Unlike his experience in foreign policy and his knowledge of the Middle East (which I’m often impressed by), Joe Biden’s history as a drug warrior likely wasn’t a factor in him becoming Vice President. But as he sets out to play a very critical role in advising a President who might be scrutinized like no other, will he be a continual stumbling block for the reform we desperately need on this front? Will he be the devil on Barack Obama’s shoulder about the drug war in the same way that Dick Cheney was the devil on George Bush’s shoulder about the war on terror?
Only time will tell...

ONDCP: Obama Appoints Edward Jurith Acting Drug Czar

On his first day in office, President Obama named Edward Jurith, a long-time federal anti-drug bureaucrat, acting head of the Office of National Drug Control Policy (ONDCP -- the drug czar's office). It's not Jurith's first time in the caretaker position; he was appointed acting director by President Clinton in January 2001 and served there until President Bush replaced him with John Walters in December 2001.

http://stopthedrugwar.org/files/edjurith.jpg
Ed Jurith
According to his official biography, Jurith has served as ONDCP general counsel since 1994. That position's duties included acting as legal advisor to the director and ONDCP staff and ensuring the agency complied with all federal laws and regulations. Jurith also advised ONDCP on the operations of the much criticized National Youth Anti-Drug Media Campaign, the High Intensity Drug Trafficking Area (HIDTA) program, the Drug-Free Communities program (already more prominently displayed on the ONDCP web site), and the Counterdrug Technology Assessment Center (CTAC).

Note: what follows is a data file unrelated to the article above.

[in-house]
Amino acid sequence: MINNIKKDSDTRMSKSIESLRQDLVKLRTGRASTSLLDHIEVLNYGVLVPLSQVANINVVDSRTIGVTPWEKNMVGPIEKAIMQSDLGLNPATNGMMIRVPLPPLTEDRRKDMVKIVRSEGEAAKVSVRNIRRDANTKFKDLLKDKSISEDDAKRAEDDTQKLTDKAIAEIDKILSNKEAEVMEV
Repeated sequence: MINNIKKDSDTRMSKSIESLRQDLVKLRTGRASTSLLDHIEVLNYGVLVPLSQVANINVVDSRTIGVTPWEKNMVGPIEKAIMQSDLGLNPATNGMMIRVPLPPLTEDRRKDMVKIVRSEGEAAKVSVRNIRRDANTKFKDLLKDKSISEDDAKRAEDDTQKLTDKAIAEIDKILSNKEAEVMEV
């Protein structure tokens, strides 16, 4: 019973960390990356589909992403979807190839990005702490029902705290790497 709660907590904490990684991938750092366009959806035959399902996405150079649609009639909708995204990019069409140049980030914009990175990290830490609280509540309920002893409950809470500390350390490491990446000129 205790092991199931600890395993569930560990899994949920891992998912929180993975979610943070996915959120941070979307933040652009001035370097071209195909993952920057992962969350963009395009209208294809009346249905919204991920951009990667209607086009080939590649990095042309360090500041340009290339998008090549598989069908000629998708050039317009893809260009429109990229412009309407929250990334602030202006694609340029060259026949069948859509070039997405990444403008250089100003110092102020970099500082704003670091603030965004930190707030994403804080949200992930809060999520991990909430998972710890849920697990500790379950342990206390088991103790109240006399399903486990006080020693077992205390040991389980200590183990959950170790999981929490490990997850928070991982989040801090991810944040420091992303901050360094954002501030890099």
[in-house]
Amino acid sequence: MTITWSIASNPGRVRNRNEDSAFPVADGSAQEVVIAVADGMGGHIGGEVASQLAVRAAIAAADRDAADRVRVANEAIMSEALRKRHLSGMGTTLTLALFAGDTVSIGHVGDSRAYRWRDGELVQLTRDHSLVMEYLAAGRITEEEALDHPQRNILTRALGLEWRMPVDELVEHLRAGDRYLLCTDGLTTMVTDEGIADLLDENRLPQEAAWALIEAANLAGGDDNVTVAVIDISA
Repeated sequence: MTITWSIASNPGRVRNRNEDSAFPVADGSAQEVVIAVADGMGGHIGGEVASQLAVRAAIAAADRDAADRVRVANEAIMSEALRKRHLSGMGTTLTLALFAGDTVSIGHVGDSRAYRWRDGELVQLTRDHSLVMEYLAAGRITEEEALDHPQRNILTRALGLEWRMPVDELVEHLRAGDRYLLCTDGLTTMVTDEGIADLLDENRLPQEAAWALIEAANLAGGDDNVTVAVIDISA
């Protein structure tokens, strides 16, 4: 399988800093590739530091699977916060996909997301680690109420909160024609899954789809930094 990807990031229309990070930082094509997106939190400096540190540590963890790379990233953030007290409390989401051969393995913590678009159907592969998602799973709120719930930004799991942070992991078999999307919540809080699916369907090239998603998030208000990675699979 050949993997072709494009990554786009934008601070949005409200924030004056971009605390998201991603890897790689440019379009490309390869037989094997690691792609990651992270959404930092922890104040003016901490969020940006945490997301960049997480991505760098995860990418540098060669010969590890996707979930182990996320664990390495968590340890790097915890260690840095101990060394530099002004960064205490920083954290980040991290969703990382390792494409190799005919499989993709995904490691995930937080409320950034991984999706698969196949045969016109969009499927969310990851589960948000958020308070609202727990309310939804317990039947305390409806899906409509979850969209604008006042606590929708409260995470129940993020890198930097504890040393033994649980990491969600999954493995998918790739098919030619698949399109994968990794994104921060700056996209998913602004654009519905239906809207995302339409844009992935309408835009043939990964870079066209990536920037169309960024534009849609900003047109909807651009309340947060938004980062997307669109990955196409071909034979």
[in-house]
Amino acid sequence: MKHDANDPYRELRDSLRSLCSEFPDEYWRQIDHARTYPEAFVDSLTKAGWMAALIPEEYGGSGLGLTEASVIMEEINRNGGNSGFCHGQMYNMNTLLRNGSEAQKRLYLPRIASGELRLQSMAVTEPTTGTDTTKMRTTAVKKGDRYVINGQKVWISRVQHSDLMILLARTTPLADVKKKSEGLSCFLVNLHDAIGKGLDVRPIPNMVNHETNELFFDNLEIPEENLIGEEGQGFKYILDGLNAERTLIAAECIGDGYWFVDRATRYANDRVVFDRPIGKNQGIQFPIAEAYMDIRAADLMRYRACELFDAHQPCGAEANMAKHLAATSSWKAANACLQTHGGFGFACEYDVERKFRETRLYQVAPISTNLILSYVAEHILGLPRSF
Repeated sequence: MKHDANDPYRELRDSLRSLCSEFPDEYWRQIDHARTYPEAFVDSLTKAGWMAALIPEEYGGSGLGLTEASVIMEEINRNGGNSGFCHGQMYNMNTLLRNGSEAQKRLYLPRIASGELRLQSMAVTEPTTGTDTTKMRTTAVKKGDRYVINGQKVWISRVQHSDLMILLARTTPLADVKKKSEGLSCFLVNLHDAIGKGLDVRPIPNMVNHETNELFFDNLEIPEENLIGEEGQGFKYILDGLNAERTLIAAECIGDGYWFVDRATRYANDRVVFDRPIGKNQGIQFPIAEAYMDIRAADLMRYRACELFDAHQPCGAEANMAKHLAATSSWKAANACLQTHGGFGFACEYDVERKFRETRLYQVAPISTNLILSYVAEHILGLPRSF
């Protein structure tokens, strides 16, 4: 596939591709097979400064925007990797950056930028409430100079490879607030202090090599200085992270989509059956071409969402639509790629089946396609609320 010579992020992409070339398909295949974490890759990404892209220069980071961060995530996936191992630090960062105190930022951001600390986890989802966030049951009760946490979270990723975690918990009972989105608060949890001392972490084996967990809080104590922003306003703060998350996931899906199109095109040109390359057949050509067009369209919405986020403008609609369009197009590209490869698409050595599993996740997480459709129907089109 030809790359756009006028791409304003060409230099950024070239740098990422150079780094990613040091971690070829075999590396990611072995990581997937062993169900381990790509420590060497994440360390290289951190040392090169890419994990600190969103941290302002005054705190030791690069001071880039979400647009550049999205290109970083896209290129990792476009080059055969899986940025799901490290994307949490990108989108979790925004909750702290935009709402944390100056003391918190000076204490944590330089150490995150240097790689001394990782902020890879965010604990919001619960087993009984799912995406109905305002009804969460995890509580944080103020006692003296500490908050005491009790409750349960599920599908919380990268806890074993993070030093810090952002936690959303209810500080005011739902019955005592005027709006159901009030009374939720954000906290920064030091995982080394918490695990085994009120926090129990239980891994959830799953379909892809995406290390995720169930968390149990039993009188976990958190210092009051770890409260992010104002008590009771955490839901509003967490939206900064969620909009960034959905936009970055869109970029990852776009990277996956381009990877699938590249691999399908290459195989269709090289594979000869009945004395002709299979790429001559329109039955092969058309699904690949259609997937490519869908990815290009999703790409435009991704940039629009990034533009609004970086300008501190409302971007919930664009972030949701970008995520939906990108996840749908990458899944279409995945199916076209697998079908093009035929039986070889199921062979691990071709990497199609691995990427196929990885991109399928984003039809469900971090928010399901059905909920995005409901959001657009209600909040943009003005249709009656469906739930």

Jurith served as counsel to the US House Select Committee on Narcotics Abuse and Control from 1981 to 1986 and as the committee's staff director from 1987 until he moved to ONDCP as the agency's legislative liaison in 1993. Jurith was "instrumental" in drafting the Anti-Drug Abuse Acts of 1986 and 1988, which provide the current statutory framework for US anti-drug policy.

Jurith's appointment as acting drug czar ends the short-lived tenure of Patrick Ward, who was promoted from acting deputy drug czar to acting drug czar by President Bush earlier this month. While Jurith is no friend of drug reform, he is an attorney, not an interdiction advocate like Ward, an Air Force veteran who worked on "countering the nexus between illegal drugs and terrorism" in places like Mexico, the Andean region, and Afghanistan.